melonDS 0.4 -- It's here, finally!

melonDS 0.4 was long awaited, and finally, it's here!

So here's a quick rundown of the changes since 0.3. I'm keeping the best for the end.

The infamous boxtest bug that plagued several games has finally been fixed. The bug generally resulted in missing graphics.

The boxtest feature of the DS lets you determine whether a given box is within the view volume. Several games use it to avoid submitting geometry that would end up completely offscreen. A prime example would be Nanostray, which uses it for everything, including 2D menu elements that are always visible.

Technically, you send XYZ coordinates and sizes to the GPU, which calculates the box vertices from that. The box faces are then transformed and clipped like regular geometry, and the test returns true if any geometry makes it through the process (which would mean that it appears onscreen). This also means that the result will be false if the view volume is entirely contained within the box.

I had no idea where the bug was, as melonDS did all that correctly, and some tests with the libnds BoxTest sample revealed nothing. It turned out that the issue lied within the initial calculation of the box coordinates. When melonDS calculated, say, "X + width", it did so with 32-bit precision. However, the hardware calculates it with 16-bit precision, so if the result overflows, it just gets truncated. And, surprise, games tend to rely on that behavior. Getting it wrong means you end up testing a different box, and getting different results. Hence the bug.

There have been various other improvements to the 3D renderer. Things have been revised to be closer to the hardware.

As a result, the Pokémon games look nicer, they don't have those random black dots/lines all over the place anymore. The horrendous Z-fighting observed in Black/White is also gone.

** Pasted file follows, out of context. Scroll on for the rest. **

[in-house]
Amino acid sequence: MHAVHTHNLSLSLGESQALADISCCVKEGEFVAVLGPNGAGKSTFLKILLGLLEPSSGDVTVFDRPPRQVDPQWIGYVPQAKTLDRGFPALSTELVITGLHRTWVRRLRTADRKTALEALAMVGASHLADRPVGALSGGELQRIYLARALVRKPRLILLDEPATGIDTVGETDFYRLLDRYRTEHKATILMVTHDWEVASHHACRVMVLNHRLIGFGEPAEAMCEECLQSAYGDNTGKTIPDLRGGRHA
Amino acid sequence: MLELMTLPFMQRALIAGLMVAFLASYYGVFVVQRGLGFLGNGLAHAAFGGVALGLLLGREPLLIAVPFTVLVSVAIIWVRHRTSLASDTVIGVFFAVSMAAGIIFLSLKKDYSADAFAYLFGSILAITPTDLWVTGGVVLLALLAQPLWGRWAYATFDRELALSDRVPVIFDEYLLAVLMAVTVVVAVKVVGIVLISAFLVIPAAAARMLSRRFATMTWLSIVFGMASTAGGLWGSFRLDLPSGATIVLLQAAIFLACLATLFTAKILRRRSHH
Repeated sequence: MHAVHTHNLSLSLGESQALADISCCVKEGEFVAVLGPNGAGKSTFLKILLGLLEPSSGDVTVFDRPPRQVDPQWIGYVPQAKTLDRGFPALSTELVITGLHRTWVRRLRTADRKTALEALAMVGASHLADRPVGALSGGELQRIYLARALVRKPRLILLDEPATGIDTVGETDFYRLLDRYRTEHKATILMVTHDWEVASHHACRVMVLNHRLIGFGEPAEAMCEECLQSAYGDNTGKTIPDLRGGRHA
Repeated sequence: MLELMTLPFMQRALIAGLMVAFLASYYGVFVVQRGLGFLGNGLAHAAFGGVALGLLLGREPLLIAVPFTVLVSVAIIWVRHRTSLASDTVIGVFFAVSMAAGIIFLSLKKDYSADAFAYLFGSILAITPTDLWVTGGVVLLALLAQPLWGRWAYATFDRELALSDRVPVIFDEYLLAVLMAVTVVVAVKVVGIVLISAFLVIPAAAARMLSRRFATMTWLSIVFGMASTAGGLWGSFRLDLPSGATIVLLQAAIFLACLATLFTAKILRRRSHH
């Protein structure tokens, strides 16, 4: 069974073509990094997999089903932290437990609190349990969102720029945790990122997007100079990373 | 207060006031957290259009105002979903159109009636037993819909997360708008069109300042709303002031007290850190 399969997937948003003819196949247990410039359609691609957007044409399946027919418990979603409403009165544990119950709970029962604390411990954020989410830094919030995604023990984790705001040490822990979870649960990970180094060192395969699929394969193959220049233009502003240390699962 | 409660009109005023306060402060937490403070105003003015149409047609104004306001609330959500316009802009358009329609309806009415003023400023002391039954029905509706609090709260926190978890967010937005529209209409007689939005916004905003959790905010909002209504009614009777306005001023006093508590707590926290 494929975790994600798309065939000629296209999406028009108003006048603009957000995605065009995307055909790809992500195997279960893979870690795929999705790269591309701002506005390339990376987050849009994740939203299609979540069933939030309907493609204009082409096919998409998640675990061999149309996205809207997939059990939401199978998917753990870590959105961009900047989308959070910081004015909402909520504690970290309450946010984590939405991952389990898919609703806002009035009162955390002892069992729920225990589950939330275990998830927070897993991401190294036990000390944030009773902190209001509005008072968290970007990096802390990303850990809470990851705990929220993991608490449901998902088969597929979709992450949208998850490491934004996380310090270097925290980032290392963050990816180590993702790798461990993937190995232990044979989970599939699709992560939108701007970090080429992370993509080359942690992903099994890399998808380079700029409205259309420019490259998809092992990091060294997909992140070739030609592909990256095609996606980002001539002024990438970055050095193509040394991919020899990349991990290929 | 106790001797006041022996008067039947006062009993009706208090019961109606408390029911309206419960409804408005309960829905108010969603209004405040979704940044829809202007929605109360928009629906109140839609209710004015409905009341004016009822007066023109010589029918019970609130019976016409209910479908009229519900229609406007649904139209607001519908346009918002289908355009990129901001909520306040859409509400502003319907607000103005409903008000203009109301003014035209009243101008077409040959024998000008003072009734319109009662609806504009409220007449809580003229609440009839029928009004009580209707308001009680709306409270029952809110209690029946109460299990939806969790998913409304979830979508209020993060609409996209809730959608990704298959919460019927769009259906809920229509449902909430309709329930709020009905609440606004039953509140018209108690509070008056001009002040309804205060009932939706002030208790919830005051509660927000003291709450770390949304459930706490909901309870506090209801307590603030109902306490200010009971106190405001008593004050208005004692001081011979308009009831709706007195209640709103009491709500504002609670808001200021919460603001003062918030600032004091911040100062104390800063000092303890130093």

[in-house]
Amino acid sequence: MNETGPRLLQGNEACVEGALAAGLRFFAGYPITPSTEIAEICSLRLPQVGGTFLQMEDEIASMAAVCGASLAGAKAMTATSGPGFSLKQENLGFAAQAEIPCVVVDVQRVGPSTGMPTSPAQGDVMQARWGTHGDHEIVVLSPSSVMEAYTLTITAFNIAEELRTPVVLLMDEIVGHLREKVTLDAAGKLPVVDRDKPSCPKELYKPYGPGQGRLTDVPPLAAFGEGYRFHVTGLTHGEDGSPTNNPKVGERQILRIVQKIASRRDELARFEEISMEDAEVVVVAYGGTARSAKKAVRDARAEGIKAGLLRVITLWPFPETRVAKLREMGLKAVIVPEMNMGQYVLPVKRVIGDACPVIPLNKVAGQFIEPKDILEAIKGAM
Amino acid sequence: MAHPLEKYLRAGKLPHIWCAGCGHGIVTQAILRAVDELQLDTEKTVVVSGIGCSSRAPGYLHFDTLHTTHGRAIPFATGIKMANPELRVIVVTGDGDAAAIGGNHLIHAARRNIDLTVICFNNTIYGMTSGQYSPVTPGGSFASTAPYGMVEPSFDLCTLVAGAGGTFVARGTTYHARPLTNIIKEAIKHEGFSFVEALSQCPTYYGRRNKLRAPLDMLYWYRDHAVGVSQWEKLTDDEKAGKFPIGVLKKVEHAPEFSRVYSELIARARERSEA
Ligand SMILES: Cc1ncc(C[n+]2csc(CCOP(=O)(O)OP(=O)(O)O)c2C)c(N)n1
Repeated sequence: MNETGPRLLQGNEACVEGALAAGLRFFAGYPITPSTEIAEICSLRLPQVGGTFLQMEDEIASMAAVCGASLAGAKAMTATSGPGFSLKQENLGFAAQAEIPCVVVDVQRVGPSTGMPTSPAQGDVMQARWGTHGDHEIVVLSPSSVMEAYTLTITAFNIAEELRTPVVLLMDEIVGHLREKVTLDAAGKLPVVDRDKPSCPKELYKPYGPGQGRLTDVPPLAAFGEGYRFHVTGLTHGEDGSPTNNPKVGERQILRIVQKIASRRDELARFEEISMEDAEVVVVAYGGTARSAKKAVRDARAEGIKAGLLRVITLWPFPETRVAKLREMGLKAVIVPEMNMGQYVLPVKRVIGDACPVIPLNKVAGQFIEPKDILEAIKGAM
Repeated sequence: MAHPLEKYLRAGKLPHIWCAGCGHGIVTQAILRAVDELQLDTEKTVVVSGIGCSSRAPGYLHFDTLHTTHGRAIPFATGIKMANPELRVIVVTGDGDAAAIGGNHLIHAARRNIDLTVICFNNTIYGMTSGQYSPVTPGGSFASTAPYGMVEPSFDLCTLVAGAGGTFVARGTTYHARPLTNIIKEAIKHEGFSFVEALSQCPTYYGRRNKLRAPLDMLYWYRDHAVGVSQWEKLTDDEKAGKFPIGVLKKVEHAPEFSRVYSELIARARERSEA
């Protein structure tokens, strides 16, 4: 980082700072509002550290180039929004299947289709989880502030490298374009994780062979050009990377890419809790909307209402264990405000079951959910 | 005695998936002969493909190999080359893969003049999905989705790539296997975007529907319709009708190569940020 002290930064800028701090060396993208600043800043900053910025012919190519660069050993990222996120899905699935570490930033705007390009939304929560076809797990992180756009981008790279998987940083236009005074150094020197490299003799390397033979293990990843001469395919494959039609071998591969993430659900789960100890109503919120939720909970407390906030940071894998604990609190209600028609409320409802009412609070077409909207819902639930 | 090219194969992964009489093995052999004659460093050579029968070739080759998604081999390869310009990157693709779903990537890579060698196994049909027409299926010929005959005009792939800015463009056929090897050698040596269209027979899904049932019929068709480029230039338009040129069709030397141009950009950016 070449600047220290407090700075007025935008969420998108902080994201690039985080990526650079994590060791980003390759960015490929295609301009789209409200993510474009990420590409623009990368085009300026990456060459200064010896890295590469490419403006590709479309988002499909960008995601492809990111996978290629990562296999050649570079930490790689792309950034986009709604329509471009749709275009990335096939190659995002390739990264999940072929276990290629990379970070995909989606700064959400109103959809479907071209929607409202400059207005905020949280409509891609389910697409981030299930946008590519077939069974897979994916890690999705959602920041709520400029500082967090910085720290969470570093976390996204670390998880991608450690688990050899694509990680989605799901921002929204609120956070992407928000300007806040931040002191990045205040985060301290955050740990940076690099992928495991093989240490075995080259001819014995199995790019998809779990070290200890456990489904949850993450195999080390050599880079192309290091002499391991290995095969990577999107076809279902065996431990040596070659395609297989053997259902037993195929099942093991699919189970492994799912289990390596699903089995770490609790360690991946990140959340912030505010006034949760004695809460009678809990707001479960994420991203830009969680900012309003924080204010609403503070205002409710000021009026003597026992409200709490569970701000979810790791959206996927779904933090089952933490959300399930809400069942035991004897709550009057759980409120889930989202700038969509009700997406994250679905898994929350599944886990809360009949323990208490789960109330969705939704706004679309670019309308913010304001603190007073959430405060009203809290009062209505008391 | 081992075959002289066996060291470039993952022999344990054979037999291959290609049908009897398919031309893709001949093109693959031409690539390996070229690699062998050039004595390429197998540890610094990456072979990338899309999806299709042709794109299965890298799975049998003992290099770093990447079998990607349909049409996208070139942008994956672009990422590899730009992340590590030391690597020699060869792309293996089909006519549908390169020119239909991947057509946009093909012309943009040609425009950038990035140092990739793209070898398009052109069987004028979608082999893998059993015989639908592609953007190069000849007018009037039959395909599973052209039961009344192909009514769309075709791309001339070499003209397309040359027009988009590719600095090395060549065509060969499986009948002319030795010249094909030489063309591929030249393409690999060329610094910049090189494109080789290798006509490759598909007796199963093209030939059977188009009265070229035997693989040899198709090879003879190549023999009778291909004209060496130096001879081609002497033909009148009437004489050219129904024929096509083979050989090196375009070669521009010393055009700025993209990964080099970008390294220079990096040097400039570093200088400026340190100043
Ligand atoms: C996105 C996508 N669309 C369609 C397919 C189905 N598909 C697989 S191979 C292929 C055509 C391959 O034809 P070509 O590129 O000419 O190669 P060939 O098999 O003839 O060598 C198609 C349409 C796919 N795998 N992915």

Other games that suffered from random dots/lines around things, should be fixed too.

As well as things like wrong layering in UI screens rendered with 3D polygons.

The 2D renderer got its share of fixes too. Mainly related to bitmap BGs, but also a silly copypaste bug where rotscaled bitmap sprites didn't show up.

But there have also been improvements to an obscure feature: the main memory display FIFO. If you happen to remember:
The display FIFO is another obscure feature -- I don't know of any retail game that uses it, but I have yet to be surprised.
And, when debugging rendering issues in Splinter Cell, I have been surprised -- that game does use the display FIFO when using the thermal/night vision modes.

The issue in that game was unrelated to that feature (it was bad ordering of rendering and capture that caused flickering), but it was a good occasion to improve display FIFO emulation. It atleast allowed me to finally axe the last DMA hack as the associated DMA now works like on hardware. The FIFO is also sampled to a scanline-sized buffer with the same level of accuracy.

This doesn't matter when the FIFO is fed via DMA, but it enables some creative use of the feature -- for example, you can write 16 pixels to the FIFO to render a vertical stripe pattern on the whole screen. Or you will get bad results should you try to use it the wrong way. All of which is similar to what happens on hardware.

Pushing for accuracy, the last few big things that magically happened instantly now have their proper delays emulated, namely SPI transfers (including backup memory SPI) and hardware division/sqrt.

Firmware write was implemented, meaning you can change the firmware settings from the firmware itself (to run the firmware with no game: System -> Run). A backup of your firmware image will be made should anythig go wrong.